But it’s an expensive service for a couple of hours of entertainment a month – if that, taking Last Week Tonight‘s breaks into account – so I made an effort to get my money’s worth, scrolled through the selection of available shows, and flagged a bunch of things I might like to watch.

When I finally got around to watching something, I chose Watchmen, partly because it interested me in its own right, but mostly because it was recommended to me by my friend and pop culture soul sister, Liane. We have similar tastes, and I find real joy in having someone to discuss shows and movies with.

It was at this point that I started to warm up to streaming a bit.

See, I started working night shift a few years back, and it’s completely fucked up my ability to sleep. Transitioning between nights during the week and days on the weekend doesn’t work well, and routinely leaves me lying awake in the middle of the night, staring at the ceiling in the dark. Because I don’t live alone, it’s not like I can get up and start turning on lights and making noise doing stuff. So I’ve taken to watching an episode or two of something until I can get back to sleep, and streaming means that I have a wealth of programs available, instead of a bunch of late-night informercials. Or, worse, this:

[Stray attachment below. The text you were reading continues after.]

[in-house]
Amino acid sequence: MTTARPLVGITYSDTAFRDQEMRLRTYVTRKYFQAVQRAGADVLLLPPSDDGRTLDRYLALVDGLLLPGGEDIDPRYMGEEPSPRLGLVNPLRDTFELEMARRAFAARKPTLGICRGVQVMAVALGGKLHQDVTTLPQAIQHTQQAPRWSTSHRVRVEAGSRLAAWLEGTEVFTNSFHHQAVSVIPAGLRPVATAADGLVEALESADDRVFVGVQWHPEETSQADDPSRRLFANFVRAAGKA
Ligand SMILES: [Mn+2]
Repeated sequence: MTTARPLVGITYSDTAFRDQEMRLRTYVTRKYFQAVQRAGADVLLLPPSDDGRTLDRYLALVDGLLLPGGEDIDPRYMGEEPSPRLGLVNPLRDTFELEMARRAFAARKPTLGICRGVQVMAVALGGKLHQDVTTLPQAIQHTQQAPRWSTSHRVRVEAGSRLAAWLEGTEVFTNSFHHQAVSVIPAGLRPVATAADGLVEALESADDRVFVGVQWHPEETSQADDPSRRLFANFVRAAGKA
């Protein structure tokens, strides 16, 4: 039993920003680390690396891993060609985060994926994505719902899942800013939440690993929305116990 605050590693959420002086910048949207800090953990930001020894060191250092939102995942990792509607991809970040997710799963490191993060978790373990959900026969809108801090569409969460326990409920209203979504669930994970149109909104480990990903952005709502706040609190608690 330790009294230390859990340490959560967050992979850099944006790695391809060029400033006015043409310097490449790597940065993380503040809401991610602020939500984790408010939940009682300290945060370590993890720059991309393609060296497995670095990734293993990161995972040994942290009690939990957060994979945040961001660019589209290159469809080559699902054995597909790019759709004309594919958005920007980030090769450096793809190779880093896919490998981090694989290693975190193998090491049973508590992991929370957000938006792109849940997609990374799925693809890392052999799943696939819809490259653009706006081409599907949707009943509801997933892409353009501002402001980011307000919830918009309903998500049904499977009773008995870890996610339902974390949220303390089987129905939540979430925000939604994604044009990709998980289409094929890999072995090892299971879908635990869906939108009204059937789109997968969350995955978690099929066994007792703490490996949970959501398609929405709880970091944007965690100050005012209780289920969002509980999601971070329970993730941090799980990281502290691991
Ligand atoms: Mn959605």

That’s a test pattern, for you young’uns. Back in the day when there were only, like, three TV channels, they used to go off air for a few hours a night. That image, the bane of insomniacs everywhere, was what they broadcast during their dead time, along with a high-pitched tone that made me feel like my head was going to explode.

As I made my way through the Watchmen series, I’d message Liane when I was done my most recent viewing, and we’d chat back and forth about the episode(s).

But those conversations were often the launch point for something more far-reaching. One of them was about the modern way of consuming entertainment. Liane asked if I knew that Saturday morning cartoons were no longer a thing. (I didn’t.) She said:

I didn’t know til I had a kid, and yah, I know they’ve got everything on demand, and they’re overly marketed to as is, but it’s just so … something.